JUR page loader
What is a Hub: Next Generation of Digital Courts
5 min read
A fast-forward story on how the law was born and how it is becoming increasingly digital and accessible, also thanks to the Hub of the Open Justice Platform. In this article, we are going to show you that digital courts are not only possible but desirable, and more importantly, that internet-based private courthouses will soon be available to the public thanks to Jur’s Open Justice Platform for resolving disputes online.  Follow along in the journey that led to the digitalisation of traditional laws and systems.  The Birth of Law and Society Before we dive into what a Hub or a digital court is, let us first understand what courts are. When society was born, Law was created to manage the relationships among its community members. If you are a legal professional you will be aware of the old Latin saying: ubi societas, ibi ius  Which means, “where there is a society, there is the Rule of Law”. The Rule of Law is actually effective when there is a “judge” who acts as controller/enforcer. The absence of this figure could lead someone to disregard and disrespect the Rule of Law, causing frictions within society, or as we now legally call them, jurisdictions.Jurisdiction originates from two Latin words “Jus - dicere”, which means “to say/proclaim what is right or wrong in a specific case”. As you may guess by now,  from this name (iurisdictio, in Latin) comes also the name of our project: Jur, as in the first three letters of Jurisdiction. Digital Courts Before They Were Digital Let us fast forward from ancient societies to the middle-ages. During this time, private tribunals were created by commercial guilds to judge who was right and who was wrong on commercial matters. At that time, cCourts - the place where law was  exercised - were not as public as they are today.  With the age of democratic republics, constitutional charts started proclaiming the importance of an independent, impartial Jurisdiction entity in any country. You might have heard of Montesquieu’s work on the “three powers” of a State: legislative, executive and judiciary. The last is what we are focusing on in this article. In a democratic society, every citizen should know that the courts are managed in a fully impartial way. The judiciary power is separated from politics and other external influences. The most important aspect is that being a “public” court is what guarantees impartiality, the professionalism for ensuring “true, authentic judgments”.  Society needs impartiality and quality judgements as they impact on the private autonomy of citizens. Let’s add another specification. There are normally (and beware, this is a huge simplification) three sectors of “Jurisdiction”: Criminal Law, Public Law, and Civil & Commercial Law. In Criminal Law, it is evident to everyone how it is crucial that only publicly selected judges can decide if someone has to suffer a punishment which implies a limitation of his freedom. The limitation to the freedom of a citizen requires a high level of control from the State. Let’s look at this from the other angle. As a citizen, you are part of an “original consensual social agreement” according to which you delegate the State, and you give it part of your freedom so that the State can exercise its power to ensure that everyone has a serene, safe social life in the community.  This means, for example, that you authorized the State to put you in prison if your behaviour goes against the safety of another citizen. The specific course of this type of court proceeding is different from the Civil one. Public Law, on the other hand, concerns itself with matters such as public procurements issued by a public authority. This does not concern generally private individuals in most cases.  Lastly, there is the Civil Law, which is essentially everything that does not pertain to the previous two Laws.  Why the Need for Digital Courts Why this long introduction to explain the concept of a Hub? It is because a Hub represents something new built on old legal foundations. Without context, a Hub will be difficult to understand. In the Civil and Commercial areas, the “original consensual agreement” has been interpreted in a lighter way because consequences of judgment do not impact the freedom of the individual as in the criminal field. For the past century, in order to reduce a public court’s backlog to give a more efficient service to its community, new “private methods of dispute resolution” have been recognized in every State. Every national law espouses several alternative dispute resolution methods (ADR) and this trend is only growing. The State firmly exercises its power and authority over Criminal and Public Law for matters that involve individuals and companies. However, the State has also noticed that certain private bodies could follow a similar level of due process as a public court while ensuring impartial and professional judgments. This has led to the question: why not allow these private bodies to enforce the law on Civil Law matters? Among all ADRs, arbitration in the last decade has been recognized in most of the States as equivalent to the judgment of a public court. In a nutshell, if arbitration is properly held, the arbitration award (i.e. the judgment) is equivalent to the judgment of a public court. After receiving an arbitral award one just has to obtain a rubber stamp from a court testifying that due process was followed but does not enter into the merit of the dispute.  This is where our Open Justice Platform comes into the picture and why we believe it is the “future of justice”. We have taken an international standard for arbitration of the United Nations (UNCITRAL 1985) and completely digitized its flow. With some minor amendments, this standard is legally-binding in 166 jurisdictions.  What we did is take this efficient standard and try to make it accessible to everyone. In today’s world, almost no one uses arbitration because its costs are prohibitive. It generally delivers high-quality judgments in a very efficient way but it works well only for big agreements. It has a great untapped potential, which is why we want to make UNCITRAL work for professionals, small and medium businesses. Hubs: The Digital Courts of Today Now that we’re all on the same page, it’s time to answer the original question: What is a Hub? A Hub is a digital courthouse (or more technically a “digital” Arbitration Chamber) made on the Open Justice Platform. In the platform, a Hub plays the role of a private body that administers online justice procedures through means of a legally-binding arbitration.  Simply put, a Hub is a new form of the private courthouse, completely digital, efficient, and extremely fast.  How will you have access to this new efficient system? In the future, when you do any kind of business or civil agreement, be sure to put a clause in the agreement where you say that in case of a dispute you want to use a Hub on Jur over public courts. Join the Future of Justice. Join Jur.  We are developing the first multi-jurisdiction online dispute resolution platform, the Open Justice Platform. Learn more.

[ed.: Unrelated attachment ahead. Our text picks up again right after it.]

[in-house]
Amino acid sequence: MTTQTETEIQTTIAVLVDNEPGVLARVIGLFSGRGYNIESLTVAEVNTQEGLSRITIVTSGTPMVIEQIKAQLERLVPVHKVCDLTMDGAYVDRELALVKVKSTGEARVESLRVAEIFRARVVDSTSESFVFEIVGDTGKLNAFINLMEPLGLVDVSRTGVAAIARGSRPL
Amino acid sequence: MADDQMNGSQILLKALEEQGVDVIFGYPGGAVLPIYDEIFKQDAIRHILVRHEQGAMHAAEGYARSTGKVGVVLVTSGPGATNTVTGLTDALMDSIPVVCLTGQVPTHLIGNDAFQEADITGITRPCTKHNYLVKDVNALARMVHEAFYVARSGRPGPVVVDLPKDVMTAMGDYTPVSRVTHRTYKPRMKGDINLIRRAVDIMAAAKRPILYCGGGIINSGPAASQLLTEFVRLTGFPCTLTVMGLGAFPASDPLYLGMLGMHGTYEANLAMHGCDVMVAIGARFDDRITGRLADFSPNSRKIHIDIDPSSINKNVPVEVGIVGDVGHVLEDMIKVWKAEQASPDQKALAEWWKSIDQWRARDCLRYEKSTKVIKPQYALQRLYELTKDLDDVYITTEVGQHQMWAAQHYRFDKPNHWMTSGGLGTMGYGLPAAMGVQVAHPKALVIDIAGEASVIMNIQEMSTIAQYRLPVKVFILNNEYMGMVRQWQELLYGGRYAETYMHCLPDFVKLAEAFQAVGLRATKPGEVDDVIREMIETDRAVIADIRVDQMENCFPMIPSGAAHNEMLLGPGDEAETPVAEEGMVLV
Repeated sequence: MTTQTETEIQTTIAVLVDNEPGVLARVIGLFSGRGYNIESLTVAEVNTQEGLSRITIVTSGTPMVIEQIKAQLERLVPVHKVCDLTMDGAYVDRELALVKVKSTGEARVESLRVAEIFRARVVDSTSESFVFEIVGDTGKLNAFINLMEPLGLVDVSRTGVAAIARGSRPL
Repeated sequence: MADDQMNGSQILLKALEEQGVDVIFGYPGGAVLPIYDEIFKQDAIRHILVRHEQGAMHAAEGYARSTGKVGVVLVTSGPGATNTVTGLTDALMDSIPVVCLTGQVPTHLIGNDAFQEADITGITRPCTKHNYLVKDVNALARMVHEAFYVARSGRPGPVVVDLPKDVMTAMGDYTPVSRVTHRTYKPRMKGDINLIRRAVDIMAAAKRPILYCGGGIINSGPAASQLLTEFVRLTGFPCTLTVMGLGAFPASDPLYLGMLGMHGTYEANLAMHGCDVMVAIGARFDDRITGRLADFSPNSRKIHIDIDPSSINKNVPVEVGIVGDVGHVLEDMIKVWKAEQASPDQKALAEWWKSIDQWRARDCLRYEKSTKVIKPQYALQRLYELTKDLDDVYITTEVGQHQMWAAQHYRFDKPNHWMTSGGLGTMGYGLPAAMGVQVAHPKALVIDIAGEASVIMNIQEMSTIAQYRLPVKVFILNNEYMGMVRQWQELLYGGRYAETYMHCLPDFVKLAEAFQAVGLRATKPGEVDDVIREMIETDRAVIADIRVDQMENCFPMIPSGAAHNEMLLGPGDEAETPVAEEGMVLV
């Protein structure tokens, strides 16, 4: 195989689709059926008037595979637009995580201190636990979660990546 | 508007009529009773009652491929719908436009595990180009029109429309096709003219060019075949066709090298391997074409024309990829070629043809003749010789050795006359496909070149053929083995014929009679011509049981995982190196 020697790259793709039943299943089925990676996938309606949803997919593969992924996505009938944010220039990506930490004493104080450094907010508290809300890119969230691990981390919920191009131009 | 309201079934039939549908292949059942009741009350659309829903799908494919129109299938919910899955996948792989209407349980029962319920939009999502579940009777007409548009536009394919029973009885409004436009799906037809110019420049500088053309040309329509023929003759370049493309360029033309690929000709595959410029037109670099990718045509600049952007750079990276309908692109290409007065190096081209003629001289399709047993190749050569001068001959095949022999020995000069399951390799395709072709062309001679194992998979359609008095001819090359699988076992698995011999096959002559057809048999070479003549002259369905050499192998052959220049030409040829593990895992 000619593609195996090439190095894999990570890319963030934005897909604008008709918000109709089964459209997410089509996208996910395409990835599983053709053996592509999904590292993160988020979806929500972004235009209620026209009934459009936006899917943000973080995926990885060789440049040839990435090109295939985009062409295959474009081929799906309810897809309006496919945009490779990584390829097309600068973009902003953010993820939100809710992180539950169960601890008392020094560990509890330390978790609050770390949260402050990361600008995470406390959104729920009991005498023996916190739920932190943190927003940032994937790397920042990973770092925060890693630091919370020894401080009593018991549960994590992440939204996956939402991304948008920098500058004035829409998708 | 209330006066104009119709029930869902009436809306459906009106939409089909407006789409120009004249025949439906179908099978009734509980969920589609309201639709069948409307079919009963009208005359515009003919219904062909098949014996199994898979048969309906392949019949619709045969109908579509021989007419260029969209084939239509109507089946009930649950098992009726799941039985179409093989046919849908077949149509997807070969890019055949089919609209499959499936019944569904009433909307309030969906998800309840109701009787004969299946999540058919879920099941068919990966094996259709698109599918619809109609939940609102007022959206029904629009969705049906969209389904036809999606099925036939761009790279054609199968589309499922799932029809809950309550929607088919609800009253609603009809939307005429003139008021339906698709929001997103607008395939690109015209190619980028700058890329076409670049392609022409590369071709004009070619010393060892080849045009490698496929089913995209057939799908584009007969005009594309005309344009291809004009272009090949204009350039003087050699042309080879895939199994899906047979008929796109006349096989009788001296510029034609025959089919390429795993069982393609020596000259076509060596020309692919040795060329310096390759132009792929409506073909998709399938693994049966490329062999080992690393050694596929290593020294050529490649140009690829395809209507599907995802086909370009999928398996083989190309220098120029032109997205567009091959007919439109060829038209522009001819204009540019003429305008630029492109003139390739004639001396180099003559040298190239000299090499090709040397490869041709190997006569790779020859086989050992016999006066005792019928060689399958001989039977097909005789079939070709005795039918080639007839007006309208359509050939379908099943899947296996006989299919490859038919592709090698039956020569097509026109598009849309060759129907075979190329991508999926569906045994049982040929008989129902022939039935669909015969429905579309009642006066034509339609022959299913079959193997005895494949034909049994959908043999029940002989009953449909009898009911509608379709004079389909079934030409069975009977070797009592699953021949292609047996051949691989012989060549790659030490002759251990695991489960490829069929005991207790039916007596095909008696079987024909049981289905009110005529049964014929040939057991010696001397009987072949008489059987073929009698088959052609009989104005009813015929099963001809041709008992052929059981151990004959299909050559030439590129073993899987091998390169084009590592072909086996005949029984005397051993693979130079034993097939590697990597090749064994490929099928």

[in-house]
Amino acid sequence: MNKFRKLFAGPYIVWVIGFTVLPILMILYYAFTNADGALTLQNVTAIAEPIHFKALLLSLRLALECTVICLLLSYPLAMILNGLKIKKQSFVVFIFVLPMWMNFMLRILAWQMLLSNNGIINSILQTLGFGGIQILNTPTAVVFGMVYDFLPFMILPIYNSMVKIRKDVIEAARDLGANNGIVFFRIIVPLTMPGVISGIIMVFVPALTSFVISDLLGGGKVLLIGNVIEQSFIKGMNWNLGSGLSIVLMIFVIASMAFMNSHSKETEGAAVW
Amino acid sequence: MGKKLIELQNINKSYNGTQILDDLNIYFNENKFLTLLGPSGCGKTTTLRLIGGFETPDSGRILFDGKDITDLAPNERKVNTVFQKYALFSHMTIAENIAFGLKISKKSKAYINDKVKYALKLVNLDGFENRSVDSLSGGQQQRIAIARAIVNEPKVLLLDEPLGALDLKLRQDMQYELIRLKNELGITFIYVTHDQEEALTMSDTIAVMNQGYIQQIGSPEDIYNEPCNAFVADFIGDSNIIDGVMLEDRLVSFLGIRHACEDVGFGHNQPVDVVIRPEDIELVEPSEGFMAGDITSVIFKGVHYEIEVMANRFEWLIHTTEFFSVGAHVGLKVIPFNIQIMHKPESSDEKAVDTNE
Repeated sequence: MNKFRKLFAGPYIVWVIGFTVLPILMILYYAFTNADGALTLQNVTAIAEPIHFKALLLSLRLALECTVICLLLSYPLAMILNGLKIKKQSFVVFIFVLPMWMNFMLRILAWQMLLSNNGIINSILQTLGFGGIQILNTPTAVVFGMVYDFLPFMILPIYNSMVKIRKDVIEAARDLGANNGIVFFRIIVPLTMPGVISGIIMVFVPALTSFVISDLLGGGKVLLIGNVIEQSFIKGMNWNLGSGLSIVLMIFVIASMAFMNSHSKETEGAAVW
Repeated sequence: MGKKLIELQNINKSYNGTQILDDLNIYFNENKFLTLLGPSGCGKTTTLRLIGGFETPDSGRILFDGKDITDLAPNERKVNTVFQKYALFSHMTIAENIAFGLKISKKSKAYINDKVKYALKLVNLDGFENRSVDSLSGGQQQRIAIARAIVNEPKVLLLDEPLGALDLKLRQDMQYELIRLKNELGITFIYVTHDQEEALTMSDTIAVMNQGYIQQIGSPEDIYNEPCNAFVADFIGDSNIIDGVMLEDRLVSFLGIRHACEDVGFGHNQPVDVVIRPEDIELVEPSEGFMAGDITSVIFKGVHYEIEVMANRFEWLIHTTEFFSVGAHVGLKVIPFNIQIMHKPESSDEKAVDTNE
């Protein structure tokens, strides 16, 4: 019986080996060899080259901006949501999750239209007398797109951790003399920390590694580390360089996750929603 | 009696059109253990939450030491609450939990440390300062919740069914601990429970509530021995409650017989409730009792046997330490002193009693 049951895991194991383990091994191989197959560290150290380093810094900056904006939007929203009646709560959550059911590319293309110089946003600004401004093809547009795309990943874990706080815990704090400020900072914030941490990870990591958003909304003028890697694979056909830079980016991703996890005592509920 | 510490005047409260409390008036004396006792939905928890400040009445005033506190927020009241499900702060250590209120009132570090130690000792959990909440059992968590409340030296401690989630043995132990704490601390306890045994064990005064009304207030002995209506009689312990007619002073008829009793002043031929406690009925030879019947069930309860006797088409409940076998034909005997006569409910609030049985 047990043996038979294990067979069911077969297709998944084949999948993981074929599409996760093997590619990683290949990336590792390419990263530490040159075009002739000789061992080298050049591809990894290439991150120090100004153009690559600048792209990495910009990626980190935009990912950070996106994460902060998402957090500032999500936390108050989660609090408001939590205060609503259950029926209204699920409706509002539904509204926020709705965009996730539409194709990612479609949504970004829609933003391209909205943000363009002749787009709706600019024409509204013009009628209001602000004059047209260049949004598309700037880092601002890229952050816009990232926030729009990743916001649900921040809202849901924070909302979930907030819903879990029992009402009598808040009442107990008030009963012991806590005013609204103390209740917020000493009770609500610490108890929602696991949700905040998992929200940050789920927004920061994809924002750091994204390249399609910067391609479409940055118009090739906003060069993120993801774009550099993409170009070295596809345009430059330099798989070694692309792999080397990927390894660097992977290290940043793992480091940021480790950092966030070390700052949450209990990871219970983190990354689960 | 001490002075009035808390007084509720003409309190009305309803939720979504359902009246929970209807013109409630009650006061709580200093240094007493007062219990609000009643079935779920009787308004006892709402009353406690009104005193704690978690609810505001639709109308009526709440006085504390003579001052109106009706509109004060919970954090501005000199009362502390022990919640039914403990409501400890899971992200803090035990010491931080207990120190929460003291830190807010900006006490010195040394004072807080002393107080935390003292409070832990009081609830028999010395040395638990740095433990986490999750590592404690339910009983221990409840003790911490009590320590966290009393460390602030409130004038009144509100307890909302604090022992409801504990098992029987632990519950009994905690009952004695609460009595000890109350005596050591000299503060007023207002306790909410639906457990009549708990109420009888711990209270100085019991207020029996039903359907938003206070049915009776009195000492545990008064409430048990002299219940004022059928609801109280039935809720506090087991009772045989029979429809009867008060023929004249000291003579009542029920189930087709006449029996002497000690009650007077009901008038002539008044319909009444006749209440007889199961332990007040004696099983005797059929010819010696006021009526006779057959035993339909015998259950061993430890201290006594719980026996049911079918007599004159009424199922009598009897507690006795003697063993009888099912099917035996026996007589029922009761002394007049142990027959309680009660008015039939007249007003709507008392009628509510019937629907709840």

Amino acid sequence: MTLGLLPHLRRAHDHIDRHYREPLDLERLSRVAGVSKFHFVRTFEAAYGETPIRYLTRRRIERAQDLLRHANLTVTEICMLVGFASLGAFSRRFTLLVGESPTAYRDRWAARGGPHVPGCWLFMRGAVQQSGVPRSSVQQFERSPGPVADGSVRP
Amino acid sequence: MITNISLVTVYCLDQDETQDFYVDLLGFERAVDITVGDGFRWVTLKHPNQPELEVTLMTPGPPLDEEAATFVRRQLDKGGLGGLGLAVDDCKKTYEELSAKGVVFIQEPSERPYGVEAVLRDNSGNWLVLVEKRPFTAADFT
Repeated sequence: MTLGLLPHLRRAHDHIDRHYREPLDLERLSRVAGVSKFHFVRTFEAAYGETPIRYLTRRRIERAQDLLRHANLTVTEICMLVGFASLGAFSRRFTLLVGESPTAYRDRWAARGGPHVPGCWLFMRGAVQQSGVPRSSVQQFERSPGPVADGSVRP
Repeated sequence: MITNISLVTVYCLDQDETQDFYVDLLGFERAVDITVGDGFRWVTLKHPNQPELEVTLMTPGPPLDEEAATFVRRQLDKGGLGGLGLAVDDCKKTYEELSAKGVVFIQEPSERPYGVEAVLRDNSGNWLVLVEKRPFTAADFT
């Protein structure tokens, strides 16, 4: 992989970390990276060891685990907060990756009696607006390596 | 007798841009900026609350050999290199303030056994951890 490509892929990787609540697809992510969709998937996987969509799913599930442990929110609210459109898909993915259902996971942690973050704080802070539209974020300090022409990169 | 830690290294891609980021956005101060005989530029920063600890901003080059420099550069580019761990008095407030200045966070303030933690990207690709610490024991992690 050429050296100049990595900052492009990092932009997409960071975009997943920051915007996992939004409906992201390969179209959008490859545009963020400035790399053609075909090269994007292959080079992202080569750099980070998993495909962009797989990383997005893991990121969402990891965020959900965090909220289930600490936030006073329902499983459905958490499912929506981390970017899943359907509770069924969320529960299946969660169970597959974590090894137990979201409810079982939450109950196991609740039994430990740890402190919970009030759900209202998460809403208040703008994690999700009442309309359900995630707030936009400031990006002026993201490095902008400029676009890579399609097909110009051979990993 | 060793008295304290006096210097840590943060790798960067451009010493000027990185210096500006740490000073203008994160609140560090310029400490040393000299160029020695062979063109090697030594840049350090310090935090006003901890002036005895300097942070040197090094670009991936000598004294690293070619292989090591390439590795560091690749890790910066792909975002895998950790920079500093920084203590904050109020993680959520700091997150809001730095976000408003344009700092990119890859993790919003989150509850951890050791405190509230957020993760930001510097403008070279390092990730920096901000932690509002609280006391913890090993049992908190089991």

Join our community

Subscribe to the Jur newsletter to get a monthly update on our ecosystem and how interesting insights on our products.